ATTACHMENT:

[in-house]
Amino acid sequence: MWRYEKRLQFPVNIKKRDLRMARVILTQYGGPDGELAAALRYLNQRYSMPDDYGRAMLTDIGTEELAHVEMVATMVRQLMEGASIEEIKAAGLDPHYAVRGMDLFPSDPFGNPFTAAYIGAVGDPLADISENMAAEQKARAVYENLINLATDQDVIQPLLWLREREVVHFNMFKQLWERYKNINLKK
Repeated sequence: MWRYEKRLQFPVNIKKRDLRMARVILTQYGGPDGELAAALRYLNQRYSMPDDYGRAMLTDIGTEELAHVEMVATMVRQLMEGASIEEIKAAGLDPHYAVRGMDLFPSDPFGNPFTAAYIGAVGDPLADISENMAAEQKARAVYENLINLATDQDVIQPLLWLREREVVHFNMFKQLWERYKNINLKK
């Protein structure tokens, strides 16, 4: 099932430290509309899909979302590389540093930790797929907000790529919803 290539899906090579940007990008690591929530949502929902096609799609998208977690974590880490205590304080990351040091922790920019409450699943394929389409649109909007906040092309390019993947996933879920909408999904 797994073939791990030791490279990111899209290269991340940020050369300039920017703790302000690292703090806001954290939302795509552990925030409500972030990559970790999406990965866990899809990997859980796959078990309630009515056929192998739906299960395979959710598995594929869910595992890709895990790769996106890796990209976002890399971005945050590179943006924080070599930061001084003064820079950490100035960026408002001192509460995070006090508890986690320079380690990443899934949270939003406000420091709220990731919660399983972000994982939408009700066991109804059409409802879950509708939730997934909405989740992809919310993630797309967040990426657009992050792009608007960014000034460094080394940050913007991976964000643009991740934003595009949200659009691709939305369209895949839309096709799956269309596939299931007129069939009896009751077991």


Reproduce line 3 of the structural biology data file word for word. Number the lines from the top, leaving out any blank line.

Repeated sequence: MWRYEKRLQFPVNIKKRDLRMARVILTQYGGPDGELAAALRYLNQRYSMPDDYGRAMLTDIGTEELAHVEMVATMVRQLMEGASIEEIKAAGLDPHYAVRGMDLFPSDPFGNPFTAAYIGAVGDPLADISENMAAEQKARAVYENLINLATDQDVIQPLLWLREREVVHFNMFKQLWERYKNINLKK